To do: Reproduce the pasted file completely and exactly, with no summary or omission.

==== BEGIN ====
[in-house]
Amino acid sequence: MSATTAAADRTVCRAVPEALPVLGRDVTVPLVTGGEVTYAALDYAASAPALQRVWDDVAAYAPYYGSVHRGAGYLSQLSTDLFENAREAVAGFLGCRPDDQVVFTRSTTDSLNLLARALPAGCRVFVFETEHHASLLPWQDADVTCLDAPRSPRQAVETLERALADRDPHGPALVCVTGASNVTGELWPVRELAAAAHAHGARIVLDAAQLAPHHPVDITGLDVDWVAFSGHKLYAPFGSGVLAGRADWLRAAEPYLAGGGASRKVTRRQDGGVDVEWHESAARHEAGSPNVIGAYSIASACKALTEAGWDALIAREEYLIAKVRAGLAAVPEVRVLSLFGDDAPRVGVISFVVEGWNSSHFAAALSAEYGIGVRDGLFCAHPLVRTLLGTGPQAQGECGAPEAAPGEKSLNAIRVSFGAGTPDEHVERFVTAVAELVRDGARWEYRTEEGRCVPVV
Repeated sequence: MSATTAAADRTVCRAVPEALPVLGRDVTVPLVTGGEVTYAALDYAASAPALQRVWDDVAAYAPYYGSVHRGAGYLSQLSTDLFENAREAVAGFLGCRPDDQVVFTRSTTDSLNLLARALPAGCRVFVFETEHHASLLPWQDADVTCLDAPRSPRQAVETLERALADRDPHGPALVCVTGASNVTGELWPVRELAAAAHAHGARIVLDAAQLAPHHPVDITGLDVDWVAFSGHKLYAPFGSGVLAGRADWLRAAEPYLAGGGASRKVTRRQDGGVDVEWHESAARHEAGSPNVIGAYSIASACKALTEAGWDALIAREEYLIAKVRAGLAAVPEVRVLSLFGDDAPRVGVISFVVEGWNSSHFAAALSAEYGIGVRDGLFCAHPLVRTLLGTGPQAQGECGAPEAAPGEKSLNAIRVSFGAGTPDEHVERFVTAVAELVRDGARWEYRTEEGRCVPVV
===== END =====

[in-house]
Amino acid sequence: MSATTAAADRTVCRAVPEALPVLGRDVTVPLVTGGEVTYAALDYAASAPALQRVWDDVAAYAPYYGSVHRGAGYLSQLSTDLFENAREAVAGFLGCRPDDQVVFTRSTTDSLNLLARALPAGCRVFVFETEHHASLLPWQDADVTCLDAPRSPRQAVETLERALADRDPHGPALVCVTGASNVTGELWPVRELAAAAHAHGARIVLDAAQLAPHHPVDITGLDVDWVAFSGHKLYAPFGSGVLAGRADWLRAAEPYLAGGGASRKVTRRQDGGVDVEWHESAARHEAGSPNVIGAYSIASACKALTEAGWDALIAREEYLIAKVRAGLAAVPEVRVLSLFGDDAPRVGVISFVVEGWNSSHFAAALSAEYGIGVRDGLFCAHPLVRTLLGTGPQAQGECGAPEAAPGEKSLNAIRVSFGAGTPDEHVERFVTAVAELVRDGARWEYRTEEGRCVPVV
Repeated sequence: MSATTAAADRTVCRAVPEALPVLGRDVTVPLVTGGEVTYAALDYAASAPALQRVWDDVAAYAPYYGSVHRGAGYLSQLSTDLFENAREAVAGFLGCRPDDQVVFTRSTTDSLNLLARALPAGCRVFVFETEHHASLLPWQDADVTCLDAPRSPRQAVETLERALADRDPHGPALVCVTGASNVTGELWPVRELAAAAHAHGARIVLDAAQLAPHHPVDITGLDVDWVAFSGHKLYAPFGSGVLAGRADWLRAAEPYLAGGGASRKVTRRQDGGVDVEWHESAARHEAGSPNVIGAYSIASACKALTEAGWDALIAREEYLIAKVRAGLAAVPEVRVLSLFGDDAPRVGVISFVVEGWNSSHFAAALSAEYGIGVRDGLFCAHPLVRTLLGTGPQAQGECGAPEAAPGEKSLNAIRVSFGAGTPDEHVERFVTAVAELVRDGARWEYRTEEGRCVPVV